What is this country coming to! In 2015 alone we have seen firsthand the disconnect between law enforcement and society. The divide is growing greater and the disparity in treatment is glaring. As a African-American male, I have tried with great decisiveness to look at each situation with an open mind, take each incident based on its own merits, not to be quick to pass judgement, and attempt to look at it from multiple angles and various perspectives. It is a sad day when despite every attempt to find a rational answer, the only thing left is that there is a sect of society who does not care about the very people who they have sworn to protect and serve. There is a black eye on law enforcement and it is self-inflicted.
In McKinney, Texas, we all have seen the video of the officer brutally dragging and man-handling a young lady and brandishing his firearm at young males. What a stark contrast to the treatment afforded the bikers in Waco, Texas. Why are a group of teenagers and young adults at a pool party treated worse than a gang engaged in a shootout resulting in multiple deaths and injuries? Please tell me where this makes sense. How is this tolerable? Or does it really boil down to ethnicity, the color of one’s skin, the neighborhoods they live in or come from? Have we regressed that much? Become that primitive, dare I say… ignorant.
It is no mystery or stretch of the truth that many of these incidents involved caucasian officers and black citizens. Each incident can be questioned and if dissected piece by piece, there is plenty of fault to pass around, but it is not as cut and dry as it may seem. One thing is very clear. There are officers who have been assigned to police the communities that have taken their authority to a totalitarian level. Although given the power to enforce the law, it does not mean they are above the law and therein lies the problem. When anyone begins to act outside of the law of the land, including a disregard for humanity, that individual or group of individuals should no longer be in place of authority and should face the same penalties as anyone else.
How can a person remain jailed for three years without any remedies from the alleged system all while being repeatedly attacked by fellow inmates and the guards alike? We could ask Kalief Browder, who was jailed as a teenager without being convicted of crime after charges were dropped. That fact that he was jailed is not the anomaly. The premise of charges being dropped is not unique. It is the treatment he received while jailed and the failure of the system which ultimately and sadly lead to him committing suicide less than two years after being released that is the tragedy. How many citizens have to die directly or indirectly by the hands of law enforcement before it is realized there is a systematic problem that has become an epidemic.
When did Office Friendly become public enemy number one? People, let me rephrase, African-Americans are terrified that simple interactions with police officers could easily turn into a deadly encounter. That is not how the dynamic was designed. As much as the authorities have been commissioned to uphold the law, it was also set up that the communities and its citizens have an intricate role in maintaining peace and order as well. When the authority and the citizens are at war, justice can never be served. Minister Louis Farrakhan, made a very poignant statement. “There really can be no peace without justice. There can be no justice without truth. And there can be no truth, unless someone rises up to tell you the truth.” Not a follower of Minister Farrakhan’s doctrine and there are philosophies and beliefs we differ on, but I completely agree that truth must be spoken for peace to ensue. We need to acknowledge that the system is marred and those in the system are failing. Until it is addressed, the cycle of death and division will continue and we cannot continue to keep losing African-Americans senselessly without cause or provocation. The madness has to stop!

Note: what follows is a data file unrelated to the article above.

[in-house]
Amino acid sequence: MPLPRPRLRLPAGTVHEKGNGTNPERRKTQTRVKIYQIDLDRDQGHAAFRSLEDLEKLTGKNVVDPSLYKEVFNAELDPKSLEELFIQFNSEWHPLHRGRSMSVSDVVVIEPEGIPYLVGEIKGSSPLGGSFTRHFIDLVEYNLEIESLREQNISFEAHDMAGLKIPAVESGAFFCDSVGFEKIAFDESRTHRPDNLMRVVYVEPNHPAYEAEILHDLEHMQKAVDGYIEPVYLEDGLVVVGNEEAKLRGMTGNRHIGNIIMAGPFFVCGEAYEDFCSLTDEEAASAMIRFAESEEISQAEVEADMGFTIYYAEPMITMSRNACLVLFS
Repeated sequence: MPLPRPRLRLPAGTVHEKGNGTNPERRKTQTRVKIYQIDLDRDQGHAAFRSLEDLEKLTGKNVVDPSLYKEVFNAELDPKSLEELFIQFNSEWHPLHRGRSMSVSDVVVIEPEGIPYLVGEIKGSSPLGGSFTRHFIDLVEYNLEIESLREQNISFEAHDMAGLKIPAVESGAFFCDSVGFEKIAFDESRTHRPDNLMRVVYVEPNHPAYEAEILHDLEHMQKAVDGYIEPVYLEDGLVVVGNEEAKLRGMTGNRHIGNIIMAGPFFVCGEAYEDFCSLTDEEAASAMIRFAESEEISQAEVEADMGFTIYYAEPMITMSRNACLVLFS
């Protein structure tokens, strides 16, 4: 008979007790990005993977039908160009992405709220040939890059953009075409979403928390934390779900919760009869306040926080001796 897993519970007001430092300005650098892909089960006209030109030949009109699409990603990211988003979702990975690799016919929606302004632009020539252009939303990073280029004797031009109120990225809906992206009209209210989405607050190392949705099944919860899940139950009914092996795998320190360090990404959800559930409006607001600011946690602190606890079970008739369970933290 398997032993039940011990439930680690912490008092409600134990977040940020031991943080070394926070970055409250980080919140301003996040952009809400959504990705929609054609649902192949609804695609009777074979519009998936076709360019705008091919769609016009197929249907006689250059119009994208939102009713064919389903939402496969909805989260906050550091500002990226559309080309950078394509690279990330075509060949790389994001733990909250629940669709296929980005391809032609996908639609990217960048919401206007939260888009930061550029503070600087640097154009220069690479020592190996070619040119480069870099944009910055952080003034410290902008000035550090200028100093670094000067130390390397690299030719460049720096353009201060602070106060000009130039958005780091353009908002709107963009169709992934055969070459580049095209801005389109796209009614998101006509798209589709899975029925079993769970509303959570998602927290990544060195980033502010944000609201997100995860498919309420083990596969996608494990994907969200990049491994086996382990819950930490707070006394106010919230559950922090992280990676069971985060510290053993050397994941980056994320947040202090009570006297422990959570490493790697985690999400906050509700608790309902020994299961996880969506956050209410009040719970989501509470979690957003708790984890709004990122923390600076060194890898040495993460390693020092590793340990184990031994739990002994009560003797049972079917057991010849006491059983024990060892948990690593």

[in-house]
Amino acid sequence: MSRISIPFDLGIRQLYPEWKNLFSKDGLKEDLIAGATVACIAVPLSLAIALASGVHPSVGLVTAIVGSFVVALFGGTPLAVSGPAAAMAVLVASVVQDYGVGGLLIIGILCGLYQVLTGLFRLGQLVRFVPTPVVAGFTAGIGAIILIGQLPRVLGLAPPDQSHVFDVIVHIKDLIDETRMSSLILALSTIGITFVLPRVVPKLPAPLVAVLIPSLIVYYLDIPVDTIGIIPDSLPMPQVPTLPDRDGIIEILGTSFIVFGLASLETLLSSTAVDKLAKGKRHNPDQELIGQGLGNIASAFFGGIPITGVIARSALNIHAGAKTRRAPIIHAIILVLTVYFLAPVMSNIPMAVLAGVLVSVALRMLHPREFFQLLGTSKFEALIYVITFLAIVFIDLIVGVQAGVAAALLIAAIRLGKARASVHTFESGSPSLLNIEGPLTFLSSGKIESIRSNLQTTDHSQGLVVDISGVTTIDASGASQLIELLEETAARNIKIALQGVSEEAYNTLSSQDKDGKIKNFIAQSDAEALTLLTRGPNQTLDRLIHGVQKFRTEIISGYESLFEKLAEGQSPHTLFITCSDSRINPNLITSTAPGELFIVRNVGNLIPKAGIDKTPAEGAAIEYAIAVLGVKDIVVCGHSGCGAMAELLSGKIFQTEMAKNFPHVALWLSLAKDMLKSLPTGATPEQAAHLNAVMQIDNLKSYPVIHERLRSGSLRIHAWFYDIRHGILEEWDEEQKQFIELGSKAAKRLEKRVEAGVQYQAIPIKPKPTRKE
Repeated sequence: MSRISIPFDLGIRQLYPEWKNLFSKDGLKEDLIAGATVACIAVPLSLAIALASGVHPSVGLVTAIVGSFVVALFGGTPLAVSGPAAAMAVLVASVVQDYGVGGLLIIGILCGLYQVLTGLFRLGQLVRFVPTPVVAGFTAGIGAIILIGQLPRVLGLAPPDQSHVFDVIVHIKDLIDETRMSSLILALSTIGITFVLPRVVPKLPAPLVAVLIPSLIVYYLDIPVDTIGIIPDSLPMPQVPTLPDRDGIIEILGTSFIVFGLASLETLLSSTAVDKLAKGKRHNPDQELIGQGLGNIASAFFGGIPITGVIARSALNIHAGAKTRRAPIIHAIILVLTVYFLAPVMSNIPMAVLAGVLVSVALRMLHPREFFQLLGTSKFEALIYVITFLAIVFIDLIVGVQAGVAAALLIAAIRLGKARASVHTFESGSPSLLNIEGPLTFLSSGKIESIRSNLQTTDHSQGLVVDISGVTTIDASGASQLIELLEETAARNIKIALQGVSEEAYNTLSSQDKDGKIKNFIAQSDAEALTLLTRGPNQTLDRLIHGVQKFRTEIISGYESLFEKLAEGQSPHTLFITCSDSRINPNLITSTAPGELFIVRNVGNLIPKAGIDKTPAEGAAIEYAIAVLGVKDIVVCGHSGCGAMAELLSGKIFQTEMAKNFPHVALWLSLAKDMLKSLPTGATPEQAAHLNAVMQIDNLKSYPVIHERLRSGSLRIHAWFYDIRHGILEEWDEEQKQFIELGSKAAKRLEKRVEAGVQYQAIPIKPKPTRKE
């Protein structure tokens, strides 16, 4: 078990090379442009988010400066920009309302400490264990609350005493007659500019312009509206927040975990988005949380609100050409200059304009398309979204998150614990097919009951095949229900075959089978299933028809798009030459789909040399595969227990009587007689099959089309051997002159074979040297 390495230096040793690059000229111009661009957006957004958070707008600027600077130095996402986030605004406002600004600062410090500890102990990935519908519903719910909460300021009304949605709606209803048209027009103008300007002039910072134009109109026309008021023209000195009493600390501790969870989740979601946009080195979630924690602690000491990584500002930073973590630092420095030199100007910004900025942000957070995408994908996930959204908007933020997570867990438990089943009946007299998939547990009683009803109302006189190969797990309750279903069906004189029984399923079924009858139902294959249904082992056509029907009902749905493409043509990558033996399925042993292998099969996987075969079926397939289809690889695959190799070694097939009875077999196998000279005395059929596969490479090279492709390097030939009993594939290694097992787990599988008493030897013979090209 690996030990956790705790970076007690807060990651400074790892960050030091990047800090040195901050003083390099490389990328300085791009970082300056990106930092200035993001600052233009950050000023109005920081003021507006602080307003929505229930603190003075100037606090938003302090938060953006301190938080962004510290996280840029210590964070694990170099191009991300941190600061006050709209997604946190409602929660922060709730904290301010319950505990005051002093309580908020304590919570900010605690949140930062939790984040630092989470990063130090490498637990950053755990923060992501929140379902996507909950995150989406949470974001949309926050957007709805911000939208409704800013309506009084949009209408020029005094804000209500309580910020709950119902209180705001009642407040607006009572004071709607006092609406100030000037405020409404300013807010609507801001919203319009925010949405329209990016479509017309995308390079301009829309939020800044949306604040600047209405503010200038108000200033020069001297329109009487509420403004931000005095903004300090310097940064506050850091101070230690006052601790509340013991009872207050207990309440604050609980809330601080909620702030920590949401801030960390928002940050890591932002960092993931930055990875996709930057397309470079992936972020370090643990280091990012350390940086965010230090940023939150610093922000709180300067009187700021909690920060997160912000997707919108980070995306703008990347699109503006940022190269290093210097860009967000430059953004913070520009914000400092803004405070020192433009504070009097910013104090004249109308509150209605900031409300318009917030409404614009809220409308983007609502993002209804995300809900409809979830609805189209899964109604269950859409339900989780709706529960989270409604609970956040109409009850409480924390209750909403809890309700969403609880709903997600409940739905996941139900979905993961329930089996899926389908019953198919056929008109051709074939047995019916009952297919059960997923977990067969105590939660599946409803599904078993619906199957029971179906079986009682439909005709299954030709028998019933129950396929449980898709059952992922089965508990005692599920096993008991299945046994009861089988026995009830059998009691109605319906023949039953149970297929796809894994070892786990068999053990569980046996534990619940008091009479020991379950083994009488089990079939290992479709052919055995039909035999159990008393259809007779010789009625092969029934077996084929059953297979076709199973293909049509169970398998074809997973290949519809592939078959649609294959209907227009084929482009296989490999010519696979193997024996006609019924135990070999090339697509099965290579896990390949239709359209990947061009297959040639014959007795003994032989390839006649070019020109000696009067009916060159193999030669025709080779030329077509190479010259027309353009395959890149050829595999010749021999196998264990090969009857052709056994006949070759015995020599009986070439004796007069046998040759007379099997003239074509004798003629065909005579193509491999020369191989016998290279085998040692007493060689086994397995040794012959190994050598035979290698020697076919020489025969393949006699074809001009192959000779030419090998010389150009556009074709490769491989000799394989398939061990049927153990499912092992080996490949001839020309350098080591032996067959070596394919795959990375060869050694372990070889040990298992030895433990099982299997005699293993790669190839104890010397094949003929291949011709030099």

This a cry and plea to get it together. We all have to make the necessary changes, devise solutions, and mend the fences. As law enforcement, it is imperative to understand that all trust has been lost and until it is reestablished and earned again, it will continue to be an adversarial relationship. Enforcing order is one thing; maliciously degrading, humiliating, and demeaning another human being under the disguise of authority is completely different. Everyone is not a criminal and is there is no unilateral approach. Every situation is different and should be handled as such. The color of my skin should not automatically determine I will be treated anything less than who I am – a human being. As citizens, we have to once again respect the badge. Every officer is not out to kill us or do us harm. Every officer is not racist either. There are plenty of great law enforcement figures out there who risk their lives daily to protect us all. We have to be open to building bridges and not fences. We have as much responsibility in fixing the problem as anyone else and that starts now by having open and honest dialogue.
I am beyond tired of seeing death after death by the hands of law enforcement, mistreatment of citizens by those in charge, simple and presumably innocent encounters tragically go awry resulting in lives lost, families destroyed, and communities crippled. Are you not just as tired?
“Justice will not be served until those who are unaffected are as outraged as those who are.” ~ Benjamin Franklin